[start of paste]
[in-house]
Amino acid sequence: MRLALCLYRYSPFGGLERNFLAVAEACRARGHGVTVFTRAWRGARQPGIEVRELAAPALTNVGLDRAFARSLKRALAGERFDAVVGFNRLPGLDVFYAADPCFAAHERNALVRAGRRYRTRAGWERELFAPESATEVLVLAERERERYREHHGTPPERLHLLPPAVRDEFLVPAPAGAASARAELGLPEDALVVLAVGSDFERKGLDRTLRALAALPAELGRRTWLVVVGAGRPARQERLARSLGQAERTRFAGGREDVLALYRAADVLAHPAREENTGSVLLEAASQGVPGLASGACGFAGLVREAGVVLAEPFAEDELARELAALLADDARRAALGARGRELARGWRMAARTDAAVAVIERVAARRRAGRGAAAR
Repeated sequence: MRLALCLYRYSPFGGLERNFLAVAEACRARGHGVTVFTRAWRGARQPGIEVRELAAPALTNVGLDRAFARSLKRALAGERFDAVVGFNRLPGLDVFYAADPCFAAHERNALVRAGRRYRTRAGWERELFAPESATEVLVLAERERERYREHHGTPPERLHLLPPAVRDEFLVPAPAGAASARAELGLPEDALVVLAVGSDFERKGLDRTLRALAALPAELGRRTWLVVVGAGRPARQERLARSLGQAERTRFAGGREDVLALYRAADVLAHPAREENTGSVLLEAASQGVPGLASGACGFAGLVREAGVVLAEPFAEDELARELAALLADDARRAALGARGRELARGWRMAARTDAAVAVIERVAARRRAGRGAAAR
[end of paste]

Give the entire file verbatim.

[in-house]
Amino acid sequence: MRLALCLYRYSPFGGLERNFLAVAEACRARGHGVTVFTRAWRGARQPGIEVRELAAPALTNVGLDRAFARSLKRALAGERFDAVVGFNRLPGLDVFYAADPCFAAHERNALVRAGRRYRTRAGWERELFAPESATEVLVLAERERERYREHHGTPPERLHLLPPAVRDEFLVPAPAGAASARAELGLPEDALVVLAVGSDFERKGLDRTLRALAALPAELGRRTWLVVVGAGRPARQERLARSLGQAERTRFAGGREDVLALYRAADVLAHPAREENTGSVLLEAASQGVPGLASGACGFAGLVREAGVVLAEPFAEDELARELAALLADDARRAALGARGRELARGWRMAARTDAAVAVIERVAARRRAGRGAAAR
Repeated sequence: MRLALCLYRYSPFGGLERNFLAVAEACRARGHGVTVFTRAWRGARQPGIEVRELAAPALTNVGLDRAFARSLKRALAGERFDAVVGFNRLPGLDVFYAADPCFAAHERNALVRAGRRYRTRAGWERELFAPESATEVLVLAERERERYREHHGTPPERLHLLPPAVRDEFLVPAPAGAASARAELGLPEDALVVLAVGSDFERKGLDRTLRALAALPAELGRRTWLVVVGAGRPARQERLARSLGQAERTRFAGGREDVLALYRAADVLAHPAREENTGSVLLEAASQGVPGLASGACGFAGLVREAGVVLAEPFAEDELARELAALLADDARRAALGARGRELARGWRMAARTDAAVAVIERVAARRRAGRGAAAR